After the test suite for the assembly is built, the test runner renders a visual representation of the test suite. In this tree, each non-leaf node maps to a test suite, and each leaf node maps to a test case. When the assembly is loaded, the tests can be run. You can run the entire suite or you might choose to run an individual node in the tree (a test suite or a test case) and run only that node and all its descendants. The test runner collects the results of the execution of each test case it runs and presents these results to you.

Assertions

A test case must be self-verifying. To write a self-verifying test case, we need a mechanism that supports such a verification process. In NUnit, the mechanism is called an assertion , which is a simple statement of truth (or what the programmer believes to be the truth). Here are some examples of assertions:

  • 1 + 2 = 3. (In most number systems, this is so.)

  • A dollar today is worth more than a dollar tomorrow. (If you disagree , we will be glad to hold your paychecks for you until you can figure out the one directly following.)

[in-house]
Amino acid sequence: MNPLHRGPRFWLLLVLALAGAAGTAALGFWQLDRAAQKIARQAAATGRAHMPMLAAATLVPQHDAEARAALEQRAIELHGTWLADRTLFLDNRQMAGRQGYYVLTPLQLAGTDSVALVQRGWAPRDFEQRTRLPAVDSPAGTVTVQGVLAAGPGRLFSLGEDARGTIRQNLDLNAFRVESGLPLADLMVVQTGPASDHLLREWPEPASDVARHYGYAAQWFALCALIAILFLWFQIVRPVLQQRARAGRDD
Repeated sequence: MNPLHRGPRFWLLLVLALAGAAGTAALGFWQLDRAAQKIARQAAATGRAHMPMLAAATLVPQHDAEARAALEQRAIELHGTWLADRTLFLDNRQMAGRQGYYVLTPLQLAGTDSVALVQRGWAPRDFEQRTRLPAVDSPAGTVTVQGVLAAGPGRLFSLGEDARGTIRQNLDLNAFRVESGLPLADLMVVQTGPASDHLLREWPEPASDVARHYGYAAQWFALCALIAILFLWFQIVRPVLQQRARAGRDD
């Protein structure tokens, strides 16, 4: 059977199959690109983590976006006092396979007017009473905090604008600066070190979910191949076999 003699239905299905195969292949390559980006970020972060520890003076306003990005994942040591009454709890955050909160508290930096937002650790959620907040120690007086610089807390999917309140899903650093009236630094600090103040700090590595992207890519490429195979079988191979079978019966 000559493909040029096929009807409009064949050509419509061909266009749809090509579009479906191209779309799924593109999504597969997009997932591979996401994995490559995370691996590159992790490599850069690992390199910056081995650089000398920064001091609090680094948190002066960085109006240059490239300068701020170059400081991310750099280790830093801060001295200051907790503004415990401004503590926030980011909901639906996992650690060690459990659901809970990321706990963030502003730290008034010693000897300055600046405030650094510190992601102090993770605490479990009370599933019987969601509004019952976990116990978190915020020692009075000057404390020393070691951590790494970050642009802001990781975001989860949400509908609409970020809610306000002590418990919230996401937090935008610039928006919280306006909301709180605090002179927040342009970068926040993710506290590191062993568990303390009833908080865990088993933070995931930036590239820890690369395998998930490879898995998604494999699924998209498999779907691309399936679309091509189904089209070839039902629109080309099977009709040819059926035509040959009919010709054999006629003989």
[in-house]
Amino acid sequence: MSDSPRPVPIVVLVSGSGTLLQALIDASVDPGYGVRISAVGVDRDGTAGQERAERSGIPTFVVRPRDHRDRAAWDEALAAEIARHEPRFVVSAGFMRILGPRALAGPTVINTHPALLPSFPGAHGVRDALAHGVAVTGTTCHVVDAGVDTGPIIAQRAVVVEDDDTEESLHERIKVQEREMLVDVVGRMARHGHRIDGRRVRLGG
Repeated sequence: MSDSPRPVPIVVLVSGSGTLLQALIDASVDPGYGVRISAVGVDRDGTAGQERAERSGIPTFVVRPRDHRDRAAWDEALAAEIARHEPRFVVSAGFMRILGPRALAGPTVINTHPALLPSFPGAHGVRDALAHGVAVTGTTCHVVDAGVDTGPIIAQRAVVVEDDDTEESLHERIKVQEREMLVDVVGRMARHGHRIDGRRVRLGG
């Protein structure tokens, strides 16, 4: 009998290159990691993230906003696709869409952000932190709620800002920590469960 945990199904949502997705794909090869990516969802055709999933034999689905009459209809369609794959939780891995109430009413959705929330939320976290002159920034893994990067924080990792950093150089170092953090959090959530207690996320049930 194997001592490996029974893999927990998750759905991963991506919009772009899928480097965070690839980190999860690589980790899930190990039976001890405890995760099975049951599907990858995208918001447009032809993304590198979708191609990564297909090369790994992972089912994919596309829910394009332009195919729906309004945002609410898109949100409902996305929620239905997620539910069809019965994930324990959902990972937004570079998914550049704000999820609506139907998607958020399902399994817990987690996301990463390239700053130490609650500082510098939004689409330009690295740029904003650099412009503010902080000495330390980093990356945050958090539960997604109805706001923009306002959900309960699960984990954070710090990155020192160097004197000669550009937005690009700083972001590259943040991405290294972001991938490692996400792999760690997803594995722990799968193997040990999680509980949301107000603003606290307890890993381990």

• E=mc 2

Assertions can be rather arbitrary and might lack mechanisms to support their verification. In NUnit, we decided to support the mechanisms to verify the first type of assertions.

In the example we wrote, we used the mechanism of assertions to verify the results of adding two numbers . Let s make a little change to this example. The only statement we will change is the following:

 Assert.AreEqual(  4  ,sum); 

Obviously, this assumption will fail. To indicate failure, the progress bar turns red, and the tree nodes turn red to indicate which test failed. Note that the test tree represents a failure ”the parent nodes are colored red if at least one child note is red (sibling nodes of a failing node are not affected by its failure). Figure A-5 demonstrates the NUnit-Gui window after we rerun the test:

click to expand
Figure A-5: Assertion failure in the NUnit-Gui test runner

This simple example demonstrates the role that assertions play in NUnit Framework. This role is twofold:

  • Assertions are the mechanism to implement the self-verification property of test cases.

  • Assertions are also used by test runners to collect and report failures.

Let s move on to a few more examples to demonstrate some other capabilities of NUnit.

[1] This requirement is an adaptation of the idea of referential transparency , which is borrowed from functional programming languages. A purely applicative program is completely devoid of any side effects, so it is much more conducive to mathematical verification of the program s correctness.

[2] See Design Patterns.




Test-Driven Development in Microsoft .NET
Test-Driven Development in Microsoft .NET (Microsoft Professional)
ISBN: 0735619484
EAN: 2147483647
Year: 2004
Pages: 85